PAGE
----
At the heart of paganism is confusing correlation with causality: the human mind is taught from a young age to see that what follows from something is likely because of that thing. Post hoc, ergo propter hoc may be a logical fallacy, but it is also how every human child learns.
And so are developed the faiths of Cargo Culters. Or Earth Worshippers. You see the storms or the ocean or the sailing ships as deities in themselves, instead of realizing there is ultimately something much more powerful – but abstract – behind those manifestations. Mankind naturally resists abstraction, especially when the evidence is so clearly in front of us!
I think this way of thinking might offer a novel explanation for an ancient question: why did the people stray at Sinai by making a molten calf? Why not a bull or a ram, or any other animal or representation of a natural force?
I think the text uses a play on words, a pun, to give us an answer!
The primary clue is found after the people make the calf. They say something both oddly specific and quite curious:
And they exclaimed, “This is your god, O Israel, who brought you out of the land of Egypt!”
Why do they think it was a calf (the Hebrew is egel) that brought them out of Egypt? What possibly led them to this conclusion?
If we stick with the word for calf, egel, we can see that the text only uses it a few times before this moment.
The first time is when Abram is told in a dream-like prophecy that his descendants will descend to a foreign nation and serve there:
And [God] said to Abram, “Know well that your offspring shall be strangers in a land not theirs, and they shall be enslaved and oppressed four hundred years; but I will execute judgment on the nation they shall serve, and in the end they shall go free with great wealth.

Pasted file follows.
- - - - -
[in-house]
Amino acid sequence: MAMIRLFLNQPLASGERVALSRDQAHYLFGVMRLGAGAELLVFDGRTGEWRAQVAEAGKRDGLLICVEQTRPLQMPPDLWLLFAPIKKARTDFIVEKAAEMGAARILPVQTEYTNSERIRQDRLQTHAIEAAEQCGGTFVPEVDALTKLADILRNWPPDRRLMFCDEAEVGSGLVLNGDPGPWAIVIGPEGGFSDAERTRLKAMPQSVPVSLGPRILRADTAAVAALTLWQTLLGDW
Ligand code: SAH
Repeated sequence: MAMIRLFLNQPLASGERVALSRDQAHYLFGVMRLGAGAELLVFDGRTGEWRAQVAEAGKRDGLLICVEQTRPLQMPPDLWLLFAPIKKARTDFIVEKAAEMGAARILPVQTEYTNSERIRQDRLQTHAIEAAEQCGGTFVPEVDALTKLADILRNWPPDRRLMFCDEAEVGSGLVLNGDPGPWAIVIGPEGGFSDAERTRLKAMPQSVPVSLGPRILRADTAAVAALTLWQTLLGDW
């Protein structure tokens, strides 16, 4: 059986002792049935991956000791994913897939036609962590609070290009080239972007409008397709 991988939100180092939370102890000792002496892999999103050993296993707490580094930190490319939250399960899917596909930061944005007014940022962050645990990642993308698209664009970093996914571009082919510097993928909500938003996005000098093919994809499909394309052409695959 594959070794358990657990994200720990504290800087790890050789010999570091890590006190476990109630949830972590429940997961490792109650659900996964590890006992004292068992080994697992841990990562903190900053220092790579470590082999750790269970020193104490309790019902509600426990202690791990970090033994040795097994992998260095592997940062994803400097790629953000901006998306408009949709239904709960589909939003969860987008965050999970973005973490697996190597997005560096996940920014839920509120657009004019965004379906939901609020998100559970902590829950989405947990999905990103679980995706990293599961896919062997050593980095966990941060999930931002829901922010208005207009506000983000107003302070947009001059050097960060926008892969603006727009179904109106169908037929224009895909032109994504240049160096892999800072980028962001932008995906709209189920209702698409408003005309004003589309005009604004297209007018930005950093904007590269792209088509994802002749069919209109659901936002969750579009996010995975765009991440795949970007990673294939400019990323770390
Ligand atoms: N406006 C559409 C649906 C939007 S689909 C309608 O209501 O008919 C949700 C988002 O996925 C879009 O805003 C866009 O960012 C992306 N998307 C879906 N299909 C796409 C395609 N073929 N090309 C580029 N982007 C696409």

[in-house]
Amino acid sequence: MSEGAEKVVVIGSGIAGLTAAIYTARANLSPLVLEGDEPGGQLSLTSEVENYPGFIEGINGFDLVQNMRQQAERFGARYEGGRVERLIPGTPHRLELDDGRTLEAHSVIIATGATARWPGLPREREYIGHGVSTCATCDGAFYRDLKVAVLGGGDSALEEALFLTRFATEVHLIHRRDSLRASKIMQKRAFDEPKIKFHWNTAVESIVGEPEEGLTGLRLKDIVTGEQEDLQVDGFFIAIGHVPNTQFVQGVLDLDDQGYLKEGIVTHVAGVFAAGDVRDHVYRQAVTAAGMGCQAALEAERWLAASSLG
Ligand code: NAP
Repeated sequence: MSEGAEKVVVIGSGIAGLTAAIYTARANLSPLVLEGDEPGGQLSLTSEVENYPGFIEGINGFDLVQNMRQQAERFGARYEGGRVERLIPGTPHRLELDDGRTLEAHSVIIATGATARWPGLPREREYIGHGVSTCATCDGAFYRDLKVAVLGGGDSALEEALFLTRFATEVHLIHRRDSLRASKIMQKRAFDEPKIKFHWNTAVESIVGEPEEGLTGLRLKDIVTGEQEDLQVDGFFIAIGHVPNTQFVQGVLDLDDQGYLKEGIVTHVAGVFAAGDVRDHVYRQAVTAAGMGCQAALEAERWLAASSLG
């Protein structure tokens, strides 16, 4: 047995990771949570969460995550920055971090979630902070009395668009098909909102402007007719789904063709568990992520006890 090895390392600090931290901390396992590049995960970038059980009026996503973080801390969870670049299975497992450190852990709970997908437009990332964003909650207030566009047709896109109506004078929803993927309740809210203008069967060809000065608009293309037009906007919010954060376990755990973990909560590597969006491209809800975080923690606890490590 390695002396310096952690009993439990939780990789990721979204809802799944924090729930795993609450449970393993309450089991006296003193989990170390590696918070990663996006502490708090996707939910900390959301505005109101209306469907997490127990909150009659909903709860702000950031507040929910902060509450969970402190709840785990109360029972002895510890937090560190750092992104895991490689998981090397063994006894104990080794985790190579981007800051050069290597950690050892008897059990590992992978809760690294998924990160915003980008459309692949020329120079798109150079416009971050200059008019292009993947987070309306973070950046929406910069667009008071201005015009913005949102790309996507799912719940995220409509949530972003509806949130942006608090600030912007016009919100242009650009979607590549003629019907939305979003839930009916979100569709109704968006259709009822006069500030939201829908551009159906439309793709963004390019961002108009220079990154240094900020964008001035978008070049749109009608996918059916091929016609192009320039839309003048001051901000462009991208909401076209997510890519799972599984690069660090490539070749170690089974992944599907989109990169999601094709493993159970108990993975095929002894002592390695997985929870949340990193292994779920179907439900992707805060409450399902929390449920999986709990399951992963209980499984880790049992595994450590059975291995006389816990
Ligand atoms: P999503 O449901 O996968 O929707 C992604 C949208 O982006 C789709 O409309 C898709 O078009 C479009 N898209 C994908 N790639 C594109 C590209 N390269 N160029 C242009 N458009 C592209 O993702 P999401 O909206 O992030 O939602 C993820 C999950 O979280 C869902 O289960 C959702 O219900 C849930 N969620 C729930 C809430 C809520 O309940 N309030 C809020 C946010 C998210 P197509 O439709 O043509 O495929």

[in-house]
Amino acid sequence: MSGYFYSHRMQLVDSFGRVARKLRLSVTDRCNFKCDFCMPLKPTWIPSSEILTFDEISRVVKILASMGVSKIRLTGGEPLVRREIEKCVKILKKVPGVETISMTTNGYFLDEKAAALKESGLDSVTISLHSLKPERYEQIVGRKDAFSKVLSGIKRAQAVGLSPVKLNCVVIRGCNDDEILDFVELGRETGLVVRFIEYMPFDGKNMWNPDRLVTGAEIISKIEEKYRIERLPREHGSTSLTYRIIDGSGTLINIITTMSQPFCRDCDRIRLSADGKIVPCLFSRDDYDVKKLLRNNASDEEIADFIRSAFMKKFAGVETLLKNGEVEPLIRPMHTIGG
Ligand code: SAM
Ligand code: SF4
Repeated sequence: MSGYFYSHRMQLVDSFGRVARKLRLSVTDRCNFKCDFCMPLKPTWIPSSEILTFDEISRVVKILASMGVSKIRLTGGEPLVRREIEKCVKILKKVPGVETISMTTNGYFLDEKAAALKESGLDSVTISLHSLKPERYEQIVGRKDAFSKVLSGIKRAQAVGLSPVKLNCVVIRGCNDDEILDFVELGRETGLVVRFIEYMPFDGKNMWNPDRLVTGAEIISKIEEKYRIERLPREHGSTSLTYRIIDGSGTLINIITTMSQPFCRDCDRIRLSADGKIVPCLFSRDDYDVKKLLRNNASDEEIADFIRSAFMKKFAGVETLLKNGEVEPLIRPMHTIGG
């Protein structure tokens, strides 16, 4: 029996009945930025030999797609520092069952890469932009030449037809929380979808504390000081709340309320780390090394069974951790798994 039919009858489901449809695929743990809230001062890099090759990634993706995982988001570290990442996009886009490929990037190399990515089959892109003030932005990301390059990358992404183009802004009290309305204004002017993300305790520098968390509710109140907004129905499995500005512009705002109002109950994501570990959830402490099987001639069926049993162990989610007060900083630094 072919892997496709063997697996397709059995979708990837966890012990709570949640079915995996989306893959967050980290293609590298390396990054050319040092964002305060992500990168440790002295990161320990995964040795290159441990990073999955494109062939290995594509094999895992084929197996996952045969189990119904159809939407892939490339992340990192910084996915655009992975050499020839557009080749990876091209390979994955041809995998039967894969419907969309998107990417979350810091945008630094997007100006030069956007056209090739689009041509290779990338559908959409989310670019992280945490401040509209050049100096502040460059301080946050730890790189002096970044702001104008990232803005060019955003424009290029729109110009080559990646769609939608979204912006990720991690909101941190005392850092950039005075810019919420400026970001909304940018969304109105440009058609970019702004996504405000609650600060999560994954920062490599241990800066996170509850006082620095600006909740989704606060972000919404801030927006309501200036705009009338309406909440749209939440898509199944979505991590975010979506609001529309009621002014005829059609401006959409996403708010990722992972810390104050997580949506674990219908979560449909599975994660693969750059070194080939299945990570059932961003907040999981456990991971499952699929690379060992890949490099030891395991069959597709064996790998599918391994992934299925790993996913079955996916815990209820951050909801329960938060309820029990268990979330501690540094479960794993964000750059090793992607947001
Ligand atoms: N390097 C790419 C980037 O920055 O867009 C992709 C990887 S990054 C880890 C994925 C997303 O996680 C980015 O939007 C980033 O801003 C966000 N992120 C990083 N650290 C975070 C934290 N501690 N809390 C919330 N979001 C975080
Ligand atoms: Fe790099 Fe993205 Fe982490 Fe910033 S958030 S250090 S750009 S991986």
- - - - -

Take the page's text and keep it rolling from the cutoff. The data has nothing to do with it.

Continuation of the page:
Where is the word egel found here? It is the first animal Abram brings at the beginning of this episode!
Came the reply, “Bring Me a three-year-old heifer (egelah), a three-year-old she-goat, a three-year-old ram, a turtledove, and a young bird.”
So there is a prophecy within the tradition of the people that they will come down and come back out, and it is connected, somehow, to an egel.
The trend continues! When Joseph retrieves his family, he does it with a very specific word: agalot, sharing the same root word as egel. Joseph instructs his brothers:
‘Do as follows: take from the land of Egypt wagons (agalot) for your children and your wives, and bring your father here.
The sons of Israel did so; Joseph gave them wagons (agalot) as Pharaoh had commanded, and he supplied them with provisions for the journey.
But when they recounted all that Joseph had said to them, and when he saw the wagons (agalot) that Joseph had sent to transport him, the spirit of their father Jacob revived. [Jacob may have been reminded of the egel prophecy]
So Jacob set out from Beer-sheba. The sons of Israel put their father Jacob and their children and their wives in the wagons (agalot) that Pharaoh had sent to transport him;
The descent to Egypt was symbolically marked with an egel, and agalot physically brought them down to Egypt! Which means that it is quite reasonably logical that the same deity that brought them down, connected to egel, was the very same deity that had promised to bring them back out – also connected, as per Abram’s prophecy, with an egel!
It is entirely logical from the perspective of a people who are quite reasonably looking for a physical explanation for a physical phenomenon. We know that people in general have a hard time grasping the concept of a non-corporeal deity – between pagan faiths and modern Western earth worship, paganism, idol worship, in one form or another is as popular as it was in the ancient world. So it makes sense that, given the links to egel within Genesis, that the people in Exodus reckoned that a molten egel was an honest representation of the deity who actually brought them down, and then brought them out again.